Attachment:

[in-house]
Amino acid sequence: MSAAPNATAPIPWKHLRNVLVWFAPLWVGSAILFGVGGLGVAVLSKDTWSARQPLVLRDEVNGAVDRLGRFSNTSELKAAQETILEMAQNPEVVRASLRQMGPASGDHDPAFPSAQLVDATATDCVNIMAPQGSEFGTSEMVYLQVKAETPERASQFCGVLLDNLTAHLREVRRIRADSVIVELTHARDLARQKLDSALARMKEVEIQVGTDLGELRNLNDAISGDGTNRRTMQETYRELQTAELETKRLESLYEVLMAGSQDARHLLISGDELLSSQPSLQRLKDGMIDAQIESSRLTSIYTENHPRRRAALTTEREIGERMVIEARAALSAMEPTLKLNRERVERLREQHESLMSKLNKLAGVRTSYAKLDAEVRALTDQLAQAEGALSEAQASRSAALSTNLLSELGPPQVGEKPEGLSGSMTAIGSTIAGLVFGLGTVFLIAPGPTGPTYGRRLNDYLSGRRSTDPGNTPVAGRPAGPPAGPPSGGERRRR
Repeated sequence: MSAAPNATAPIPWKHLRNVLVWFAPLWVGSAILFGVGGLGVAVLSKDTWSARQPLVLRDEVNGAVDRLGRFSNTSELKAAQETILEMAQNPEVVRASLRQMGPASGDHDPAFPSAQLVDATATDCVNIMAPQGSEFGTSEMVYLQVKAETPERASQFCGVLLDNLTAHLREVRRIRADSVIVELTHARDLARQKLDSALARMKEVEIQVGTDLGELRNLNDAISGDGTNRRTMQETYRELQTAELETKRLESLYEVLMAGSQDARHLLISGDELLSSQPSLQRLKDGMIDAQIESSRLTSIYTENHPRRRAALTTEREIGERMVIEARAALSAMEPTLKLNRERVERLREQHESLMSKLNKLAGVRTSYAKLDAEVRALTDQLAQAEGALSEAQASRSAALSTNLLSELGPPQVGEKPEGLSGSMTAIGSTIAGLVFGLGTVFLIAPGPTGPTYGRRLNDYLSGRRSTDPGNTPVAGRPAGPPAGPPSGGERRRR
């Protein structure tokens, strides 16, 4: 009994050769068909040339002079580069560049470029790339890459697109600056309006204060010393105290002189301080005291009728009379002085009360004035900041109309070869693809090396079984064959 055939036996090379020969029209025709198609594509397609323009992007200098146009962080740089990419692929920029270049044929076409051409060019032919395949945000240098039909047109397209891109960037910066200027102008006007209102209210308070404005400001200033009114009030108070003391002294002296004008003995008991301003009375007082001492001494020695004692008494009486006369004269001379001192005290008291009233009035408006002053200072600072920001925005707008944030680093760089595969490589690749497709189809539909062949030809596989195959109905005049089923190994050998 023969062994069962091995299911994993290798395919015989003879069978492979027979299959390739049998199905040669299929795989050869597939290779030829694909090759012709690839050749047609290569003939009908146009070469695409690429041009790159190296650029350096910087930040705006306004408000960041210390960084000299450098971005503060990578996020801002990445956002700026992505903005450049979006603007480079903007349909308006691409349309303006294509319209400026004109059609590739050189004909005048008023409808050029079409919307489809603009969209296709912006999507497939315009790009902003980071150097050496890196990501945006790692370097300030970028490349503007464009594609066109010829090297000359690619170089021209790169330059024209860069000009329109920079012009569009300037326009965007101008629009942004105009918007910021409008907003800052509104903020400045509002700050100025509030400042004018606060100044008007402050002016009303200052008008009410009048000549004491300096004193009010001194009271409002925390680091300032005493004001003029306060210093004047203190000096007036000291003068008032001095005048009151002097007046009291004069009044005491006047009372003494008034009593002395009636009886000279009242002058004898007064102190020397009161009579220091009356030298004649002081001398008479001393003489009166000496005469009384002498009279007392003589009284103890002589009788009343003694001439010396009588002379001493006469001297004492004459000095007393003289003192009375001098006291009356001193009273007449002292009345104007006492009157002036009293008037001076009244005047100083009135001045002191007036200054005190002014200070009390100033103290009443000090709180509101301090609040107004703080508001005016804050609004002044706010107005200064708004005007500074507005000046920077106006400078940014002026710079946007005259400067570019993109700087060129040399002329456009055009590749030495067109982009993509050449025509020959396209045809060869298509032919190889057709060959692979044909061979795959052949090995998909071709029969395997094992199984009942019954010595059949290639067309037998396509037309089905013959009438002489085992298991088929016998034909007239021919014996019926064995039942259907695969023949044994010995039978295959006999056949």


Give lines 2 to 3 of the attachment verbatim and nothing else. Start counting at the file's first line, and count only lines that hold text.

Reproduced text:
Amino acid sequence: MSAAPNATAPIPWKHLRNVLVWFAPLWVGSAILFGVGGLGVAVLSKDTWSARQPLVLRDEVNGAVDRLGRFSNTSELKAAQETILEMAQNPEVVRASLRQMGPASGDHDPAFPSAQLVDATATDCVNIMAPQGSEFGTSEMVYLQVKAETPERASQFCGVLLDNLTAHLREVRRIRADSVIVELTHARDLARQKLDSALARMKEVEIQVGTDLGELRNLNDAISGDGTNRRTMQETYRELQTAELETKRLESLYEVLMAGSQDARHLLISGDELLSSQPSLQRLKDGMIDAQIESSRLTSIYTENHPRRRAALTTEREIGERMVIEARAALSAMEPTLKLNRERVERLREQHESLMSKLNKLAGVRTSYAKLDAEVRALTDQLAQAEGALSEAQASRSAALSTNLLSELGPPQVGEKPEGLSGSMTAIGSTIAGLVFGLGTVFLIAPGPTGPTYGRRLNDYLSGRRSTDPGNTPVAGRPAGPPAGPPSGGERRRR
Repeated sequence: MSAAPNATAPIPWKHLRNVLVWFAPLWVGSAILFGVGGLGVAVLSKDTWSARQPLVLRDEVNGAVDRLGRFSNTSELKAAQETILEMAQNPEVVRASLRQMGPASGDHDPAFPSAQLVDATATDCVNIMAPQGSEFGTSEMVYLQVKAETPERASQFCGVLLDNLTAHLREVRRIRADSVIVELTHARDLARQKLDSALARMKEVEIQVGTDLGELRNLNDAISGDGTNRRTMQETYRELQTAELETKRLESLYEVLMAGSQDARHLLISGDELLSSQPSLQRLKDGMIDAQIESSRLTSIYTENHPRRRAALTTEREIGERMVIEARAALSAMEPTLKLNRERVERLREQHESLMSKLNKLAGVRTSYAKLDAEVRALTDQLAQAEGALSEAQASRSAALSTNLLSELGPPQVGEKPEGLSGSMTAIGSTIAGLVFGLGTVFLIAPGPTGPTYGRRLNDYLSGRRSTDPGNTPVAGRPAGPPAGPPSGGERRRR